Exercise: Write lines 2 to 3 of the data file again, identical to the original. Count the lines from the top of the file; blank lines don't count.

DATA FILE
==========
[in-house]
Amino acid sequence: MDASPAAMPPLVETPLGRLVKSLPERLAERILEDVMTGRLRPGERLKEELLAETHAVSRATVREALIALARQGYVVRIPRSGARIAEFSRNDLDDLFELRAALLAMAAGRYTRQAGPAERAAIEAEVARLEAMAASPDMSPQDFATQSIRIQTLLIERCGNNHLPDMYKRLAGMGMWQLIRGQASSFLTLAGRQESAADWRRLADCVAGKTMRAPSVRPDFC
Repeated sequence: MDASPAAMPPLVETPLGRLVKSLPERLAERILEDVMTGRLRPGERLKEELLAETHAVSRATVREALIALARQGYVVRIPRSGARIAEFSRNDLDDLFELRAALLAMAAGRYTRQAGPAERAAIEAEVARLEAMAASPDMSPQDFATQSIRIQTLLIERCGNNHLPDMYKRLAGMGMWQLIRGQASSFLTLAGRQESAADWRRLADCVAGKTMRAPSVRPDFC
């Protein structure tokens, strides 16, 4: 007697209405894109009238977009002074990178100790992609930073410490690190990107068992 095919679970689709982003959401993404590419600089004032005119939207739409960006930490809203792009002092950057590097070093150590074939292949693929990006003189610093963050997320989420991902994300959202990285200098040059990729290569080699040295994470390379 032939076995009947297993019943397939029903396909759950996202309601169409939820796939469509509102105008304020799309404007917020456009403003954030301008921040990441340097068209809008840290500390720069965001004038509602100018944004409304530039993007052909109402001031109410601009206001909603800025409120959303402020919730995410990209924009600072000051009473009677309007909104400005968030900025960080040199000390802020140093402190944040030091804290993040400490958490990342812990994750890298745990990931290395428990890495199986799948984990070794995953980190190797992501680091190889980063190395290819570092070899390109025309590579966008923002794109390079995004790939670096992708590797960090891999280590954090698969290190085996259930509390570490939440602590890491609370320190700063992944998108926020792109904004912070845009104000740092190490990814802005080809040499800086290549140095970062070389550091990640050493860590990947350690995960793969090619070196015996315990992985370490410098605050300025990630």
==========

Amino acid sequence: MDASPAAMPPLVETPLGRLVKSLPERLAERILEDVMTGRLRPGERLKEELLAETHAVSRATVREALIALARQGYVVRIPRSGARIAEFSRNDLDDLFELRAALLAMAAGRYTRQAGPAERAAIEAEVARLEAMAASPDMSPQDFATQSIRIQTLLIERCGNNHLPDMYKRLAGMGMWQLIRGQASSFLTLAGRQESAADWRRLADCVAGKTMRAPSVRPDFC
Repeated sequence: MDASPAAMPPLVETPLGRLVKSLPERLAERILEDVMTGRLRPGERLKEELLAETHAVSRATVREALIALARQGYVVRIPRSGARIAEFSRNDLDDLFELRAALLAMAAGRYTRQAGPAERAAIEAEVARLEAMAASPDMSPQDFATQSIRIQTLLIERCGNNHLPDMYKRLAGMGMWQLIRGQASSFLTLAGRQESAADWRRLADCVAGKTMRAPSVRPDFC